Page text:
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Production of the liver-protective compounds cynarin and silymarin from tissue
cultures of Globe artichoke and Milk thistle plants
BEKHEET S.H.; H.S.Taha; M.K.El-Bahr and A.M.M.Gabr
Plant Biotechnology Dept., National Research Center, Dokki, 12622, Giza, Egypt.
Corresponding author: Shawky Bekheet. Email:
The production of the useful natural components form plants by the conventional
methods are met with several problems. The seasonal production, diseases, handling and
poor storage impede offering such demand compounds to pharmaceutical factories. The main
purpose of this work is to employ different biotechnology applications for production of
phenolic compounds, cynarin and silymarin from Globe artichoke and Milk thistle plants
respectively under in vitro conditions. Shoot tips of the two plant species were isolated from
seedlings grown in vitro and then cultured on Murashige and Skoog medium supplemented
with 2 mg/l Kinetin + 2 mg/l 6-benzyladenine + 0.1 mg/l Indole-3-acetic acid to get stock
tissue culture materials. Calli were obtained from leaf explants using Murashige and Skoog
medium + 5 mg/l 1-Naphthaleneacetic acid + 2 mg/l Kinetin + 0.1 mg/l Gibberellic acid.
Supplementation of culture medium with of picloram enhanced callus growth of both plants.
Addition of 3 mg/l picloram registered the best results of callus proliferation presented as
growth ratio. Otherwise, accumulation enhancement of cynarin and silymarin by addition of
chitosan, and methyl jasmonate was investigated. It was found that elicitation of culture
medium with chitosan and methyl jasmonate showed increasing of cynarin and silymarin
contents in callus cultures of Globe artichoke and Milk thistle respectively. Methyl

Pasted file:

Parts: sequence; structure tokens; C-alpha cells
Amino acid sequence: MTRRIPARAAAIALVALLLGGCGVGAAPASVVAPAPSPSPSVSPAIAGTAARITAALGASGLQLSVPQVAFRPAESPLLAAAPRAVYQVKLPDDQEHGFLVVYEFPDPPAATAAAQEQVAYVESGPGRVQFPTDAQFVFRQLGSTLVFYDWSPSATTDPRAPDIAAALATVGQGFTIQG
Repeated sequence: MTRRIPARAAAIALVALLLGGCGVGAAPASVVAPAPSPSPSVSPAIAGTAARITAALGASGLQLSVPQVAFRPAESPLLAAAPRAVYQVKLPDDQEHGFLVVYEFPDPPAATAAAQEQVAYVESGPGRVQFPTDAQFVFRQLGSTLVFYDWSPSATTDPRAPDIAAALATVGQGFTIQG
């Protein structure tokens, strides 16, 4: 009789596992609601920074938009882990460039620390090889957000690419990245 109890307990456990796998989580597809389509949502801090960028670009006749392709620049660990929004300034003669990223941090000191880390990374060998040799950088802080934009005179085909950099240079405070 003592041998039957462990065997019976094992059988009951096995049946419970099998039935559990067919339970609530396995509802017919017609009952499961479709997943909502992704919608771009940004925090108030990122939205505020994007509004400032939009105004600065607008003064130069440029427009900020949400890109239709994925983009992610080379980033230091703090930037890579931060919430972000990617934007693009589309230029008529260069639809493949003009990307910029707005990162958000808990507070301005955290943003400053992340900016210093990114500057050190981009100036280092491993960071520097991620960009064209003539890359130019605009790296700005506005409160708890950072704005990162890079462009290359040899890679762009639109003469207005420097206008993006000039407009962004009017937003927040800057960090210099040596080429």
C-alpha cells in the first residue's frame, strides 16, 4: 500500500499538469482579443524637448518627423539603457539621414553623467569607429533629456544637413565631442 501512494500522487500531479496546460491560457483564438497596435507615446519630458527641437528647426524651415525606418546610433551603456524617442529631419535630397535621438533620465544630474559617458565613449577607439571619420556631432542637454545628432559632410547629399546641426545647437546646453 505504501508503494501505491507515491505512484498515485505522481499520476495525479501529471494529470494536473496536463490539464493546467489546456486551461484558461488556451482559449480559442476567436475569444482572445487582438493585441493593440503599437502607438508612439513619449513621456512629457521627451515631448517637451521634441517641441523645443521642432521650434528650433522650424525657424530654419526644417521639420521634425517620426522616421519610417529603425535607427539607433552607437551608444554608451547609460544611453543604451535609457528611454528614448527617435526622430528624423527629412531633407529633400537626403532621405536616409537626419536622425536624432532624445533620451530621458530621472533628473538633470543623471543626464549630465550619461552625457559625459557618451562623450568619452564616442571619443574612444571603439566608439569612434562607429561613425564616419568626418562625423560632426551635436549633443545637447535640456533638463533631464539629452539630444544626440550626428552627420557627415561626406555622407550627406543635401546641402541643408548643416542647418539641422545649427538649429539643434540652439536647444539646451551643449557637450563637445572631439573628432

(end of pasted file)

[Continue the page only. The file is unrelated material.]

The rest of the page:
jasmonate had more positive effect on the contents of the interested compounds compared
with chitosan.
Key words: Cynarin, Globe artichoke, In vitro, Milk thistle, Silymarin.
Globe artichoke (Cynara scolymus L.) and Milk thistle (Silybum marianum L.) plants
(Asteraceae/Compositae family) are considered important medicinal herbs producing active
ingredients agents treat liver diseases (Morazzoni and Bombardelli, 1995; Orlovskaya et
al., 2007). Cynarin (1,5-di-O-caffeoylquinic acid) is the main biological active chemical in
artichoke plant (Gebhardt, 1997). It was originally thought to be the single active
component in artichoke leaf extract and was often used as a monosubstance. However, the
active ingredients of Milk thistle are chemicals called flavonoids. The flavonoids in Milk
thistle are silybin, silydianin, and silychristin. Together, they are called silymarin. Silymarin
protects the liver by acting as an antioxidant and by promoting the growth of new liver cells
(Barnes et al., 2002).
The production of the natural compounds form Globe artichoke and Milk thistle by the
conventional agricultural methods are met with the seasonal cultivation, diseases and storage
problems. The development of alternative methods to whole plant cultivation for the
production of pharmaceutically valuable compounds is an issue of considerable economic
importance. Plant tissue cultures are found to have potential as a supplement to traditional
agriculture in the industrial production of such compounds (Bekheet et al., 2014). Tissue and
cell cultures are used for the large scale culturing of plant cells from which biologically
active agents are extracted. The faster proliferation rates and shorter biosynthetic cycle of
cell and organ cultures leads to have a higher rate of metabolism when compared to field
grown plants (Rao and Ravishankar, 2002). The principal advantage of this technology is
that it ultimately provides a continuous, reliable source of active agent year-round.